In a letter to Miss MacLeod by Mrs. Roxanne Blodgett in July of 1902, first published in Vedanta and the West of November-December 1953, Roxanne Blodgett recalls when Swami Vivekananda stayed at her house in December 1899.
“I am ever recalling those swift, bright days in that never to be forgotten winter, lived in simple freedom and kindliness, We could not choose but to be happy and good…. I knew him personally but a short time, yet in that time I could but see in a hundred ways the child side of Swamiji’s character which was a constant appeal to the Mother quality in all good women. He depended on those near him in a way which brought him very near one’s heart. Possessing as he did an almost inexhaustible knowledge of things old as the world, a sage and philosopher, he yet appeared to me utterly to lack the commercial knowledge which so distinguish men of the Western world! You were constantly rendering him some apparently trifling service in the everyday homely happenings of life, he in some small way requiring to be set right..
One day busy with my work and Swamiji absorbed with his curries and chapatties, I spoke to him of you when he said: “Ah yes! Joe is the sweetest spirit of us all.”… Ah, those pleasant “tea party” days, as you used to call them. How we used to laugh! Do you remember the time he was showing me how he wound his turban about his head and you were begging him to hasten as he was already due at a lecture. I said, “Swamiji, don’t hurry. Like the man on his way to be hung and the crowd jostling each other to reach the place of execution who called out, `Don’t hurry, there will be nothing interesting till I get there!’-I assure you,Swami, there will be nothing interesting till you get there!” This so pleased him that often afterwards he would say: “There will be nothing interesting till I get there”-and laugh like a boy.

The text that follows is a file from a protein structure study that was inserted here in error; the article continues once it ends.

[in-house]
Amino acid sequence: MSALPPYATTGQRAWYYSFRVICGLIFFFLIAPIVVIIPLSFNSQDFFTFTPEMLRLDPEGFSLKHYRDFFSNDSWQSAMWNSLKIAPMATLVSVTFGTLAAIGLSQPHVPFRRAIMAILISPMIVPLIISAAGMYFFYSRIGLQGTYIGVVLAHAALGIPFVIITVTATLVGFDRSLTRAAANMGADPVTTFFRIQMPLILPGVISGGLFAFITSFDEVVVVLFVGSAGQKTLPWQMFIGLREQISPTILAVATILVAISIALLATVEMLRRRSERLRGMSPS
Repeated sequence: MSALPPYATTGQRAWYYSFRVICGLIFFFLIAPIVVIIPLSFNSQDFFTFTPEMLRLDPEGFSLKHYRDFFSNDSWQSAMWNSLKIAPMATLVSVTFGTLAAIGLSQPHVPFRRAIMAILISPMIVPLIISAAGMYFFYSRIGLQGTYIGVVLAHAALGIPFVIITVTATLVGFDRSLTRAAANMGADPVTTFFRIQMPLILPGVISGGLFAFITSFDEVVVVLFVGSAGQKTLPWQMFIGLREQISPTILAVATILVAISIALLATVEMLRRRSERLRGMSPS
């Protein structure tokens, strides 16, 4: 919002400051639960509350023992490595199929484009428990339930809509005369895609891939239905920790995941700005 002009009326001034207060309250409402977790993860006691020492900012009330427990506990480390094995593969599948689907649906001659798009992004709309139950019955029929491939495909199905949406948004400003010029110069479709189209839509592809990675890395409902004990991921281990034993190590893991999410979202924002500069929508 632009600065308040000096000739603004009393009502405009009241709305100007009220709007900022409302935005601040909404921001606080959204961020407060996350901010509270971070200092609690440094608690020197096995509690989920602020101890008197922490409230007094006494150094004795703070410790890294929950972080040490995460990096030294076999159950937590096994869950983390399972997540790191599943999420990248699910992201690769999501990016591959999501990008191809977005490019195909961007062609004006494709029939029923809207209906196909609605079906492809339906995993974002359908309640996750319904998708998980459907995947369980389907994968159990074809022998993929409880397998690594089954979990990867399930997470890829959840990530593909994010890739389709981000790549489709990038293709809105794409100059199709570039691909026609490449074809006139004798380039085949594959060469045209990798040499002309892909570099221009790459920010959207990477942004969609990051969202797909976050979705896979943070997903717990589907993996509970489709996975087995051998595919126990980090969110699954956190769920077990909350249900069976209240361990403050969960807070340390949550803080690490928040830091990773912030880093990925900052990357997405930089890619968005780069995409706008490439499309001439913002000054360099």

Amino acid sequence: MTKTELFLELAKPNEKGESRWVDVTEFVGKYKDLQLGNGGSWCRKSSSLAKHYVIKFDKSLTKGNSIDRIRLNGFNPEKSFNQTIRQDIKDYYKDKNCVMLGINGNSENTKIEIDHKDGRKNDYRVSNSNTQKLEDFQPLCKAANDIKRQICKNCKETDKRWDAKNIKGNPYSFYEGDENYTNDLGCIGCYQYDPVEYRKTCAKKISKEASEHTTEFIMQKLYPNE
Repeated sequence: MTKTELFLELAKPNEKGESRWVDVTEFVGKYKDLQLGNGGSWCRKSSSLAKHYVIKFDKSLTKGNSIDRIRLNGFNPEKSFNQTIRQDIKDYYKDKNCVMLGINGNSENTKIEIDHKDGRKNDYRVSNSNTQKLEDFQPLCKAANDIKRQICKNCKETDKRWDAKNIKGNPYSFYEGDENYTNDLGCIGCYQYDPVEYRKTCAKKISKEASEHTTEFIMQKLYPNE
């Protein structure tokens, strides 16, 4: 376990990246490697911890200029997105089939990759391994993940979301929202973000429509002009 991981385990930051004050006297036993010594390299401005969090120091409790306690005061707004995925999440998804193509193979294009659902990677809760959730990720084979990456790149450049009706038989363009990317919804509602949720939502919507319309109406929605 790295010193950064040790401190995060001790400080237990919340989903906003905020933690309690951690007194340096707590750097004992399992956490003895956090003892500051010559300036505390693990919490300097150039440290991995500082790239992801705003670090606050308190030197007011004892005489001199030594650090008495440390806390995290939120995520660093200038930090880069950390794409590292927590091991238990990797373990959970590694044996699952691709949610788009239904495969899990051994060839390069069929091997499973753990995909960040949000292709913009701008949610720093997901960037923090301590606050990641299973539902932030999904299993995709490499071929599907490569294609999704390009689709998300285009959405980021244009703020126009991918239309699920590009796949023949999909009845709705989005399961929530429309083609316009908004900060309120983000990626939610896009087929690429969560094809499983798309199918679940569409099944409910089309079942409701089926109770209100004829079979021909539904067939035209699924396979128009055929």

Just now I recall a morning when quite an audience had gathered at our house to listen to the learned Hindu who was sitting with downcast eyes and impenetrable face while his audience waited. His meditation over, he raised his eyes to Mrs. Leggett’s and asked like a simple child: “What shall I say?” This gifted man possessing the subtle power of delighting an intellectual audience of cultured men and women asking for a theme! And there appeared to me in the question an exquisite touch of confidence in her judgment. An interesting portion of the day you lost in the early mornings when you and your sister were sleeping. He would come in for his morning plunge in the bath and soon his deep voice would be heard in solemn chant. Though Sanskrit is an unknown tongue to me I caught the spirit of it all, and these morning devotions are among my sweetest recollections of the great Hindu. In the homely old-fashioned kitchen you and I have seen Swamiji at his best.
I heard very few of Swamiji’s public lectures; my age and household duties gave me no choice but like Martha to sit in the house. Were you present at a lecture when one of those ladies who love to make themselves conspicuous by some ill-timed remark asked: “Swami, who is it that supports the monks in your country? There are so many of them, you know.” Like a flash Swami replied: “The same who support the clergy in your country, Madam -the women!” The audience laughed and Swamiji proceeded with his lecture. …
“He would come home from a lecture where he was compelled to break away from his audience, so eagerly would they gather around him, and rush into the kitchen like a boy released from school with `Now we will cook!’ Presently Joe would appear and discover the culprit among the pots and pans in his fine dress who was by thriftily watchful Joe admonished to change to his home garments.”